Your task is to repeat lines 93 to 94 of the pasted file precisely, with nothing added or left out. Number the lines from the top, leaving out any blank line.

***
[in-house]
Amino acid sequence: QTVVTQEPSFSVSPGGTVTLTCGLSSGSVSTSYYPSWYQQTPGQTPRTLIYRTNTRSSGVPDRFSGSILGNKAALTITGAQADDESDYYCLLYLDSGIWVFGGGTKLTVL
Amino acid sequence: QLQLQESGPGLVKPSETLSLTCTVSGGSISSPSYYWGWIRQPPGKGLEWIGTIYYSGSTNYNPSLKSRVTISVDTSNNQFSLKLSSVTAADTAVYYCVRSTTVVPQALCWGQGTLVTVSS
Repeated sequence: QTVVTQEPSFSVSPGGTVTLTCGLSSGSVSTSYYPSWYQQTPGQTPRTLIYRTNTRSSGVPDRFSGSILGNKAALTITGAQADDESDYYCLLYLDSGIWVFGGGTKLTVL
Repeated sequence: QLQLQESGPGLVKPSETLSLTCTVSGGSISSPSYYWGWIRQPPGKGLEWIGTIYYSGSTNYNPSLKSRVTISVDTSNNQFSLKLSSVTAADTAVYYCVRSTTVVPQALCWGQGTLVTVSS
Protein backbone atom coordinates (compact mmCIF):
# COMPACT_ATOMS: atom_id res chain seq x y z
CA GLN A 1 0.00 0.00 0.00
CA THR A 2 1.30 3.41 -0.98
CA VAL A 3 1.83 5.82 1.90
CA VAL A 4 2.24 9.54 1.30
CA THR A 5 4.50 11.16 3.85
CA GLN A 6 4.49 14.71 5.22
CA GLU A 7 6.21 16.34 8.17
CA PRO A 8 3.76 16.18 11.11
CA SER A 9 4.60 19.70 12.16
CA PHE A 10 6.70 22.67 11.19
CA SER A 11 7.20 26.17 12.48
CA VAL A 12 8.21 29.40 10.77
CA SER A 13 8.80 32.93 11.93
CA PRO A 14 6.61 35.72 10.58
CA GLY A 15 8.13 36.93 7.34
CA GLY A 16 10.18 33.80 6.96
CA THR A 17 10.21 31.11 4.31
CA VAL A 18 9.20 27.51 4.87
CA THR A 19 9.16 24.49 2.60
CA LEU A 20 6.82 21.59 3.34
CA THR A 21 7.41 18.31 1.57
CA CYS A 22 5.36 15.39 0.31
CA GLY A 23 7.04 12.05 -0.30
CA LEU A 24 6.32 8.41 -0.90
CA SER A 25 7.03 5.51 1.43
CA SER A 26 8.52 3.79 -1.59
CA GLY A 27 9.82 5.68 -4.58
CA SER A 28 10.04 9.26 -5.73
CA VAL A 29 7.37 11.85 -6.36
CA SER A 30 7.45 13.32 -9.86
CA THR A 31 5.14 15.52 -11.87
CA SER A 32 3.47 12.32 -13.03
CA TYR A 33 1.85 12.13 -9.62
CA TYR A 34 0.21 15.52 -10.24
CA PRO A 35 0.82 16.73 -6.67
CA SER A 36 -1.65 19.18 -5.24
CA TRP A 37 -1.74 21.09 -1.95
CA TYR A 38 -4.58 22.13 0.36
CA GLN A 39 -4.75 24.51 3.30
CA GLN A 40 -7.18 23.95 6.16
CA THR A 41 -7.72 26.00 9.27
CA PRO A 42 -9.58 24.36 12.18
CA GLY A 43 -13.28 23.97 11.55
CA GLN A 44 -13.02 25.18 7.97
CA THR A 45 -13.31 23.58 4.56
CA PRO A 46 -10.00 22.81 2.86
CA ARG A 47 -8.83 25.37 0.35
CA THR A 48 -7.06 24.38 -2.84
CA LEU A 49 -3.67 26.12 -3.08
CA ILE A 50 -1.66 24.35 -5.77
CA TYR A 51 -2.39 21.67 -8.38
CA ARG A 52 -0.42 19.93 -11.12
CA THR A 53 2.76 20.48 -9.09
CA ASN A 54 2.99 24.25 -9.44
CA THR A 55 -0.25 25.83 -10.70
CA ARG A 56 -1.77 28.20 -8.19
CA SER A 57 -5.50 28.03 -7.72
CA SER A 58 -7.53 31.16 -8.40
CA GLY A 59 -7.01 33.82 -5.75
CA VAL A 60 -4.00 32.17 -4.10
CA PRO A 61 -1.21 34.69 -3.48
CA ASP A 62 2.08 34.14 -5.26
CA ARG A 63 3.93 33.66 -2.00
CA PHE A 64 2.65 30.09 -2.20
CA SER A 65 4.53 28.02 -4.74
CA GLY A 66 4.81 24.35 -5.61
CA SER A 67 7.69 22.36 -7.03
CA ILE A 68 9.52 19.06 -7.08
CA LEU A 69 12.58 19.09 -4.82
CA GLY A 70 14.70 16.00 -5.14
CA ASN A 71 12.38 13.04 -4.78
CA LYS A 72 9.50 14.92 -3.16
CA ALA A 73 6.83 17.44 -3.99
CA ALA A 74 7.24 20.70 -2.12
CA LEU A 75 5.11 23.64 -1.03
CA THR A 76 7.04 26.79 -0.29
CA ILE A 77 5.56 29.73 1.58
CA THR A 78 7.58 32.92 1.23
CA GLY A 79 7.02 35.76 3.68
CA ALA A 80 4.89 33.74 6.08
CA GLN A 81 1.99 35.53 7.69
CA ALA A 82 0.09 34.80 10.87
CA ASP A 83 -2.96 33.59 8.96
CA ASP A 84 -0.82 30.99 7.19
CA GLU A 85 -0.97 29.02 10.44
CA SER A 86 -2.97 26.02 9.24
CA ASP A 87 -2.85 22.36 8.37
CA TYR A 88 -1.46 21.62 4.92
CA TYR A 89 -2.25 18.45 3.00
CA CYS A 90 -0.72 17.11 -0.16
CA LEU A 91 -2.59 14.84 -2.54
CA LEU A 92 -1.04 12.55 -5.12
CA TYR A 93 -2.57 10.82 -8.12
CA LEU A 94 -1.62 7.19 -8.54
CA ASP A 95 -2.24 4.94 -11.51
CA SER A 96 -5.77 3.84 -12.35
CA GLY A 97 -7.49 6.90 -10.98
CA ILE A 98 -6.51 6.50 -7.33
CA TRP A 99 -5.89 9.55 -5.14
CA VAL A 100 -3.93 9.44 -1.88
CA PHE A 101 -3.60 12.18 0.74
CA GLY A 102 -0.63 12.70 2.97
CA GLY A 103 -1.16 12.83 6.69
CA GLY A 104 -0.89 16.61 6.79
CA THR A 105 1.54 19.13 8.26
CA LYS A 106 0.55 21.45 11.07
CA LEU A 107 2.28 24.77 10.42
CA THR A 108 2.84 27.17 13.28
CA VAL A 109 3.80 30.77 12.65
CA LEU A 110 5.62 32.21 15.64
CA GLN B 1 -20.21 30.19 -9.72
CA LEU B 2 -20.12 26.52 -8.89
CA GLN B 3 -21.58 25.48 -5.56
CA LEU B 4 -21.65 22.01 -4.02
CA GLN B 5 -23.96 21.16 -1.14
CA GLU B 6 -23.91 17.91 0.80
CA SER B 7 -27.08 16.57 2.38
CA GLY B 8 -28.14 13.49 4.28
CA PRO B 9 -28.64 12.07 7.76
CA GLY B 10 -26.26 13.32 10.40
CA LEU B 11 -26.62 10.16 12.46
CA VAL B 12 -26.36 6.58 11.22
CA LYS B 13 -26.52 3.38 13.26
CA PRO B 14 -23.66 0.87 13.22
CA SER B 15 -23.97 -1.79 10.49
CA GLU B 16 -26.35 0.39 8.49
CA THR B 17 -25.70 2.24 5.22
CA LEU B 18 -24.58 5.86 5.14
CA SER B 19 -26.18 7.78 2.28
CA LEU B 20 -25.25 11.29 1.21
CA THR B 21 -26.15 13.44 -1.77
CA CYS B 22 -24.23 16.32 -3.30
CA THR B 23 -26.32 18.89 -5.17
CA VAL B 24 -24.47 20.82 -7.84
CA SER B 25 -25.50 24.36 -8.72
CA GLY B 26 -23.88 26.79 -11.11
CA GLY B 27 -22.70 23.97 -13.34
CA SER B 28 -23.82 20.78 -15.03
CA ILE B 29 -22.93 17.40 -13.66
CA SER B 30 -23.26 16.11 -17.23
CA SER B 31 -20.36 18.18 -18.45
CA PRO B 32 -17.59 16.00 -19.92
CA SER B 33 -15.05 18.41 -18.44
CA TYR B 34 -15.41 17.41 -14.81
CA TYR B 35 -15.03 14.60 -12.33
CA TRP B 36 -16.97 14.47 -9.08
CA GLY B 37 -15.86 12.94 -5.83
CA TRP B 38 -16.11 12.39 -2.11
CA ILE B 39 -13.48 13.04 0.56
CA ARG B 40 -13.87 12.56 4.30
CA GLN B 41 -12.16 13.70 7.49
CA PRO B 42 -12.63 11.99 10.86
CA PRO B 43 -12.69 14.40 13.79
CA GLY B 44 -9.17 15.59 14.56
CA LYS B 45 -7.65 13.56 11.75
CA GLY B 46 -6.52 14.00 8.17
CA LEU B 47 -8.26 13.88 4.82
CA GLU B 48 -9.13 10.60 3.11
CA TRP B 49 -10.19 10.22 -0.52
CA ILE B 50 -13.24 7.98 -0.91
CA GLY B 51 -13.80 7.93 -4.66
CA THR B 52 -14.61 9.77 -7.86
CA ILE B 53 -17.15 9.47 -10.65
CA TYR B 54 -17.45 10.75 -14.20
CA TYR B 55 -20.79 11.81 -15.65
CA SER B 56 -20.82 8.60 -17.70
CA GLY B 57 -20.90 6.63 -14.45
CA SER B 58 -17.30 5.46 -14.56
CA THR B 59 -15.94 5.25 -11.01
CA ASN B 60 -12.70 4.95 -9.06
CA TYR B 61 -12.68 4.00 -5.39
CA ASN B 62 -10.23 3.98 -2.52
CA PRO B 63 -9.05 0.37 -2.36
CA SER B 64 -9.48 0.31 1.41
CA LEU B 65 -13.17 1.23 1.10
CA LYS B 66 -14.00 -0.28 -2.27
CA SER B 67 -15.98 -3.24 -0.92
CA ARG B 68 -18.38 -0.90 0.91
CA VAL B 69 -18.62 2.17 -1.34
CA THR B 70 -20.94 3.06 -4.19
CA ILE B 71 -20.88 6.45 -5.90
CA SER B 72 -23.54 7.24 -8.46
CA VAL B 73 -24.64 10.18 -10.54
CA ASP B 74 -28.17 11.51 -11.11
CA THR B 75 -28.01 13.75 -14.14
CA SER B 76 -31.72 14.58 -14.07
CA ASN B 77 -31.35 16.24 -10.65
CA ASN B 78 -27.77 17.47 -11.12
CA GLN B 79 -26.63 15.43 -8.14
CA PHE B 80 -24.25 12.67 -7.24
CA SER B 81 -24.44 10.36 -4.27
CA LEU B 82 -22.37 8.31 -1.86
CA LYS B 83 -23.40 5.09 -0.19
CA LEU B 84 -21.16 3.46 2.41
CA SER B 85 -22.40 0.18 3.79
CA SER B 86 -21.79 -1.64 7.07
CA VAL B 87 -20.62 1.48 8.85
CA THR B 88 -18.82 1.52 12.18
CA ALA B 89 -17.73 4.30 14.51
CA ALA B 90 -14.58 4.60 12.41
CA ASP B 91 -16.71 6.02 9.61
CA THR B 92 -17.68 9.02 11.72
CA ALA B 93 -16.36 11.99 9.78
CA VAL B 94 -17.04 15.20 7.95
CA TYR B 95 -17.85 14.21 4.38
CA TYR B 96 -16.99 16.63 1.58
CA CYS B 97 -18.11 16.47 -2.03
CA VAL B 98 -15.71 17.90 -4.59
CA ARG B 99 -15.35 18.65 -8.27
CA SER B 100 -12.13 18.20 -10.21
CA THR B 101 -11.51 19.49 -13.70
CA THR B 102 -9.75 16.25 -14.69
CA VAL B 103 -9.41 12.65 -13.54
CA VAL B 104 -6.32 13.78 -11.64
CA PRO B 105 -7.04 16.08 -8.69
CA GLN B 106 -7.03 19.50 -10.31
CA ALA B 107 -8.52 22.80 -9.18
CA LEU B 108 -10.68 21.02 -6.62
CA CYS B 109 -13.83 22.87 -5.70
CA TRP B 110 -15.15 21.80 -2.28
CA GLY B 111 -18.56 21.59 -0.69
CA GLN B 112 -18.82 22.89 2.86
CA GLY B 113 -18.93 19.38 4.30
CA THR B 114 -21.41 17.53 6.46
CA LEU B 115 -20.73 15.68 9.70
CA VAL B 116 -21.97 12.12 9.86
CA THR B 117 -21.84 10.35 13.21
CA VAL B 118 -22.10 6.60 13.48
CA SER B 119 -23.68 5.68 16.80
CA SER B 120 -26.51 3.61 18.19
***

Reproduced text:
CA SER A 86 -2.97 26.02 9.24
CA ASP A 87 -2.85 22.36 8.37